Algebra, Number Theory and Combinatorics

Algebra is one of the fundamental areas of mathematics. Like most of modern mathematics, it is no exaggeration to say that Algebra is very abstract.  The many abstract structures and constructions that exist in Algebra can be difficult to grasp upon first encounter. For this reason, it is sometimes helpful to have a “handle” to lend support.  In its essence, Algebra is the study of polynomial equations.  While not intending to be an oversimplification of the matter, keeping this in mind can be of help to a student trying to make sense of the many abstract notions that arise.

For instance, Number Theory can be considered as that subset of Algebra that is concerned with polynomial equations for which the coefficients involve only natural numbers.  Likewise, the origins of Group Theory lie in the study of solutions to polynomial equations in one variable. It was Galois who stressed the importance of looking at the permutations of the set of roots of a polynomial in one indeterminate. This led to what is now called Galois Theory, as well as to the notion of a group acting on a set, hence to what is now called Group Theory.

The set of solutions to a system of polynomials in several variables is called an algebraic variety. Algebraic Geometry arose as the study of algebraic varieties. Linear Algebra is the study of systems of linear equations.  Arising out of this study are what we now call vector spaces, and more generally, modules.  Matrices turn out to have both practical and theoretical importance in Linear Algebra. Ring Theory can be thought of as the natural abstraction of the addition and multiplication operations possessed by the set of square matrices.  Commutative Algebra naturally developed out of the study of properties of rings of functions on algebraic varieties.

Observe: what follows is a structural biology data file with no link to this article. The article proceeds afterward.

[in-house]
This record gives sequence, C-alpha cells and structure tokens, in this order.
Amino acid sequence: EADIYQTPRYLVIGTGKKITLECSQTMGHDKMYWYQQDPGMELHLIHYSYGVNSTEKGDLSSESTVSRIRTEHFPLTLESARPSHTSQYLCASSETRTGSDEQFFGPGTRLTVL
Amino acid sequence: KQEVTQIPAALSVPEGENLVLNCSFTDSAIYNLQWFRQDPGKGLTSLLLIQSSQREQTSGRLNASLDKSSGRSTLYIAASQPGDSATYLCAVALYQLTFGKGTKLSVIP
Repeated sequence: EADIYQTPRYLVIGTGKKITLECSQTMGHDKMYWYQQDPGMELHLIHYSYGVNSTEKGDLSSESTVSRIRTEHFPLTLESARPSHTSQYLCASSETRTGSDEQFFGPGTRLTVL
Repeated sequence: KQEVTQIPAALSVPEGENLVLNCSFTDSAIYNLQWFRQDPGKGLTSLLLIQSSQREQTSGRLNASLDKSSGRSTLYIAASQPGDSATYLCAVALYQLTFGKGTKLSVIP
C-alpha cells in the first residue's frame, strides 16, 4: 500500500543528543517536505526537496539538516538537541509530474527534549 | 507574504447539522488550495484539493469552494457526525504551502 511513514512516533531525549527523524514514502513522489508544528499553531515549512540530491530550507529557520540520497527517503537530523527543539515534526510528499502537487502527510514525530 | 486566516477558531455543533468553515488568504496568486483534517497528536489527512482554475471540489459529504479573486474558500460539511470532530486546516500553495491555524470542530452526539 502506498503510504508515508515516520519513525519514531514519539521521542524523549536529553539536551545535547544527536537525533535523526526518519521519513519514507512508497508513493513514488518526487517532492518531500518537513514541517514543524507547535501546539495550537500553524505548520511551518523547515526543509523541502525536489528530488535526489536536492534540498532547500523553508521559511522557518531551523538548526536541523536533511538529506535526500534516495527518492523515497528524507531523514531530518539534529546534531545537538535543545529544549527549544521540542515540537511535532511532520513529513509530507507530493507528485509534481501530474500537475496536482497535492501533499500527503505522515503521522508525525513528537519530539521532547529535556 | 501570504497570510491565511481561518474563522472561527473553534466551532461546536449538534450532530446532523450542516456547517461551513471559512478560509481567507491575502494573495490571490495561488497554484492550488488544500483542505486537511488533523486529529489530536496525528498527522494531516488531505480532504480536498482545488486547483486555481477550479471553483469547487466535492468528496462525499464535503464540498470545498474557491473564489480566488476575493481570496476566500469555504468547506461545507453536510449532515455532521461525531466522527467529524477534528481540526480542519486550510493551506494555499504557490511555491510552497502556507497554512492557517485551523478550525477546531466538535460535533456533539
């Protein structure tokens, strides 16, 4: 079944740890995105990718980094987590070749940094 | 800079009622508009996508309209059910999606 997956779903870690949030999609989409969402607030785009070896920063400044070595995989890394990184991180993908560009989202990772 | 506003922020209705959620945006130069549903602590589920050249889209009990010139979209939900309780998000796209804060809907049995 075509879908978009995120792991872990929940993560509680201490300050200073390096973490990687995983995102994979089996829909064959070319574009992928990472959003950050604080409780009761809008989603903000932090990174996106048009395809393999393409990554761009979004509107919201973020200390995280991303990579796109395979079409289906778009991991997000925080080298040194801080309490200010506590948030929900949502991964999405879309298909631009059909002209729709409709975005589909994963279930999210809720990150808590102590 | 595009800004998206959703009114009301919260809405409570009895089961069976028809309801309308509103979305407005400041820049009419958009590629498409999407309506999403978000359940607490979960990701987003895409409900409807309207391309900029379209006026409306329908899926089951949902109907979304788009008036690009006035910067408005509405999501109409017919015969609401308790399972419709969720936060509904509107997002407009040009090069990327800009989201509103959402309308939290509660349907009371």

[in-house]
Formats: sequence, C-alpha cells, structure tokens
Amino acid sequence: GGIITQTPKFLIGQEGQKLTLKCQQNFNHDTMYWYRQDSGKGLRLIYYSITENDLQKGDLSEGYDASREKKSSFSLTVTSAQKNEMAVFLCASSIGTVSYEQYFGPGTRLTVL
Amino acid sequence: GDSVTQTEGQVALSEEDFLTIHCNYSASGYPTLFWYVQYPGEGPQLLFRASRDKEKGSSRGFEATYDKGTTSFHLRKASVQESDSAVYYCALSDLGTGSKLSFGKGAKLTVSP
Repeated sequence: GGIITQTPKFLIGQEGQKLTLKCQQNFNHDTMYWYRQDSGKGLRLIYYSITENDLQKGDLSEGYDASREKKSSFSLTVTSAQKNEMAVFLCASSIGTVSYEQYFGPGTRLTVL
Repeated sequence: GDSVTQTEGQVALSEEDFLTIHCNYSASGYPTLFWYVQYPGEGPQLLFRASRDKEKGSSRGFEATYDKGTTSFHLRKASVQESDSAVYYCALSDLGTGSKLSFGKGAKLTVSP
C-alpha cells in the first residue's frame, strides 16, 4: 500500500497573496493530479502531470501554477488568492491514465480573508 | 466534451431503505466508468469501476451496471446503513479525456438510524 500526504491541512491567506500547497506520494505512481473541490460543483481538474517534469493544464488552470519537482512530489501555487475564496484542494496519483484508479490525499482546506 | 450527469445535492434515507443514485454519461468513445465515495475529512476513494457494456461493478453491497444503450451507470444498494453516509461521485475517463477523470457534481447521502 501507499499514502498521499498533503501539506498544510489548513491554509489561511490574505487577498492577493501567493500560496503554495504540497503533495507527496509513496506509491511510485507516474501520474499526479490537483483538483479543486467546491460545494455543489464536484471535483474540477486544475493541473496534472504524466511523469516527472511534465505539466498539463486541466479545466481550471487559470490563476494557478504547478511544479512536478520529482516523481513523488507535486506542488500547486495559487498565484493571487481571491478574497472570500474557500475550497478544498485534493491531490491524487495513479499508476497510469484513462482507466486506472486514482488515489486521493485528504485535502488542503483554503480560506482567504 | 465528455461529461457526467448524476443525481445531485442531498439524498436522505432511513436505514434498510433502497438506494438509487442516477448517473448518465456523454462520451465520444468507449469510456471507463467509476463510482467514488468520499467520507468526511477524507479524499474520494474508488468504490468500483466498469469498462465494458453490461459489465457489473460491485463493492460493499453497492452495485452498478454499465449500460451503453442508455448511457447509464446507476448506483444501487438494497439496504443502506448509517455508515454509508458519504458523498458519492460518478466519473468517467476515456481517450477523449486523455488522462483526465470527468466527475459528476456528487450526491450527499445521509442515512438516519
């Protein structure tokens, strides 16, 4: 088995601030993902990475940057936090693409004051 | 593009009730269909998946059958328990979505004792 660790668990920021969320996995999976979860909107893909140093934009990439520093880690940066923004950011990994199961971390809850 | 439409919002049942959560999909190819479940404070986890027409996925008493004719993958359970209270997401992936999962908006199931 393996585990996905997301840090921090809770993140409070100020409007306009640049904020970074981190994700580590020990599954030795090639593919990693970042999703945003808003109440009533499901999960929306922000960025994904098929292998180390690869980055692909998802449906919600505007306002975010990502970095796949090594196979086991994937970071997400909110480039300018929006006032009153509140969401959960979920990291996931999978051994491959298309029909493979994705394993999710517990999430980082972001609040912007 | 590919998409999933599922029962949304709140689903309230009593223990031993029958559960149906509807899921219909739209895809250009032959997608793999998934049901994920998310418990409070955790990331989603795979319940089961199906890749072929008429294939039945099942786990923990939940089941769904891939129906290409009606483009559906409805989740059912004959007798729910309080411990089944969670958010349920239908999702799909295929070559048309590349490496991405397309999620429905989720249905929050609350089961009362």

A polynomial equation in one indeterminate that has no repeated root is said to be separable. The recently published book “Separable Algebras” by Professor T. J. Ford, is concerned with algebraic structures that arise as abstractions of the notion of separable polynomials. Included, for example, are the study of Azumaya algebras, the henselization of local rings,and Galois theory. Interwoven throughout these applications is the important notion of étale algebras. Essential connections are drawn between the theory of separable algebras and Morita theory, the theory of faithfully flat descent, cohomology, derivations, differentials, reflexive lattices, maximal orders and class groups.